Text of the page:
By taking advantage of ASEAN’s consensus-based decision making process, Beijing can use a “divide and manage” strategy by pressuring and flipping one ASEAN state to forestall the emergence of unwanted ASEAN joint policies. In addition, ASEAN-led regional organizations, such as the East Asia Summit and the ASEAN Defense Ministers Meeting Plus, force China to play by ASEAN rules. Thus, ASEAN centrality aims to tie China’s hands and regulate Beijing’s engagement with ASEAN by embedding Beijing in ASEAN-led regional organizations.  

Second, ASEAN centrality suggests that China cannot dominate Southeast Asia and push the U.S. and Japan out of the region. The ASEAN Outlook rejects not only an American-led military bloc but also a China-led regional framework. China’s strategic goal in Southeast Asia is to establish a “Community of Common Destiny” by promoting a Sinocentric economic and political regional order. Beijing has long viewed American involvement in the Southeast Asia as hostile to China. China consistently criticizes the American position on the South China Sea disputes as “outside power trying to incite conflicts.”

The key objective of this “Community of Common Destiny” is to push the United States out of the Western Pacific and make Southeast Asia China’s sphere of influence. In contrast, ASEAN’s strategic goal has been to keep the United States engaged and committed to ASEAN-based institutions while limiting China’s influence on them. A Vietnamese diplomat once said to his American counterpart that American involvement in Southeast Asia will ensure that China treats Southeast Asian states better. The emphasis on openness and connectivity in the outlook means that ASEAN welcomes deeper American, Japanese, and even Indian involvement in the region as outside balancers against China. ASEAN wants to leverage these outside balancers to check China’s ambitions. 

The ASEAN Outlook’s maritime security strategy serves as a great example of how ASEAN centrality can damage China’s strategic interests. China wants to sabotage ASEAN’s capability to forge a common maritime strategy, and to negotiate with South China Sea claimants separately to maximize its military and economic leverage. On the one hand, China prefers bilateral negotiations with other claimant countries, such as the Philippines, Vietnam, and Malaysia. In the case of the Philippines, China successfully used economic aid packages to induce then-President Rodrigo Duterte into giving up pushing the 2016 South China Sea tribunal ruling.

On the other hand, China and ASEAN have yet to complete the negotiation on a South China Sea Code of Conduct. The most famous example of China sabotaging ASEAN unity was the 2012 ASEAN Foreign Ministers’ Meeting in Phnom Penh, Cambodia. Although several ASEAN members tried to include a reference to the South China Sea in the joint statement, Cambodia, the meeting’s chair, rejected such a reference under Chinese pressure. As a result, the ASEAN foreign ministers failed to issue a joint communique for the first time in the organization’s 45-year-history. Thus, a common ASEAN-centric maritime strategy might become threatening to China.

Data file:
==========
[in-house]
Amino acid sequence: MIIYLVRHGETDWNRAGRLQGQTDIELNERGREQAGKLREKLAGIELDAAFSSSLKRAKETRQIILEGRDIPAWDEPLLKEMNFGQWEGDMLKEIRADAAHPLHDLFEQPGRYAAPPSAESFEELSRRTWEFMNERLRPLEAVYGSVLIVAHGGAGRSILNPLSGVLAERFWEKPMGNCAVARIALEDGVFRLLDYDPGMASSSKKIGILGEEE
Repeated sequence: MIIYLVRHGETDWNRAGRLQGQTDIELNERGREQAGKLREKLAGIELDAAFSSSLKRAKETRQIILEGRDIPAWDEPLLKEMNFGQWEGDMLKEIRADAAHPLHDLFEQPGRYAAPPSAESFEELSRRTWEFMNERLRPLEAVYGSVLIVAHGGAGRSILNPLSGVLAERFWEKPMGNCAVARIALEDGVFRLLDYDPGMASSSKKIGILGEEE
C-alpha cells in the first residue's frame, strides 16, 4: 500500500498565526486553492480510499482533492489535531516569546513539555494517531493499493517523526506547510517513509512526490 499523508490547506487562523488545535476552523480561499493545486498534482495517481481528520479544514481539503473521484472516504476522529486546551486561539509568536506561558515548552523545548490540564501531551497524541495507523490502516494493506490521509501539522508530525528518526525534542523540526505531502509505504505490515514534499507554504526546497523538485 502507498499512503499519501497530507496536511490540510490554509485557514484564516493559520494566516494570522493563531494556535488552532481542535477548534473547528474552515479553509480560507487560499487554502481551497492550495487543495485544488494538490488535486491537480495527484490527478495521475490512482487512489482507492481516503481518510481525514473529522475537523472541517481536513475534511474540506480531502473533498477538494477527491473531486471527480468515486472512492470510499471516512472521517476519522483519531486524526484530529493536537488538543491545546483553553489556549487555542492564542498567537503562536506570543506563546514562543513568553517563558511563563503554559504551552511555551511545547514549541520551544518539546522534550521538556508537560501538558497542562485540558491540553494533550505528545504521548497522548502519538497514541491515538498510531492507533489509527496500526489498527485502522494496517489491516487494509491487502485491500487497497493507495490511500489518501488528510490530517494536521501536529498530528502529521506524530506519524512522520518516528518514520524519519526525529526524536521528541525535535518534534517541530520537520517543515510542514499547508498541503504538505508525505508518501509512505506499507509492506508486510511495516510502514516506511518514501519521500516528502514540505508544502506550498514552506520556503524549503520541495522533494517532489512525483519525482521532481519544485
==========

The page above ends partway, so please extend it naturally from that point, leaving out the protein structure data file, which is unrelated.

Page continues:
Moreover, the maritime principles in the ASEAN Outlook undermine China’s South China Sea position. The outlook declared that maritime cooperation must take place in accordance with the 1982 United Nations Convention on the Law of the Sea (UNCLOS), and implicitly rejected China’s claim that UNCLOS has no jurisdiction over the South China Sea disputes. The call for peaceful settlement of the maritime dispute subtly criticizes China’s salami-slicing strategy, such as island-building activities and military-civilian combined force operations in the Scarborough Shoal incident in 2012 and the oil rig incident in 2014.

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In addition, the outlook identifies unsustainable exploitation of maritime resources and maritime pollution as two challenges to maritime security. This phrase targets China, given that China is the largest source of illegal fishing. The maritime pollution clause also refers to the 2016 South China Sea tribunal ruling, which identifies China’s island-building activities as damaging to the maritime environment. The recent U.S.-ASEAN Special Summit, which detailed cooperation on maritime capacity building between the United States Coast Guard and ASEAN members, only confirmed China’s worry.

The support of ASEAN centrality contradicts Beijing’s longstanding “divide-and-manage” approach toward Southeast Asia. It also hinders China’s ability to build a Sino-centric “Indo-Pacific Community of Common Destiny.” It indicates that China views the possibility of a U.S.-led regional security framework in Indo-Pacific as its biggest security concern, a concern Beijing is willing to prevent by sacrificing its long-term strategic objectives in Southeast Asia. However, China will soon realize that Southeast Asia is no country’s pawn. In fact, the region has a long history of maximizing its own interests by playing great powers against each other. If China wants to promote ASEAN centrality to curb the American military presence, it must accept that a united ASEAN wants the U.S. to stay engaged in the region.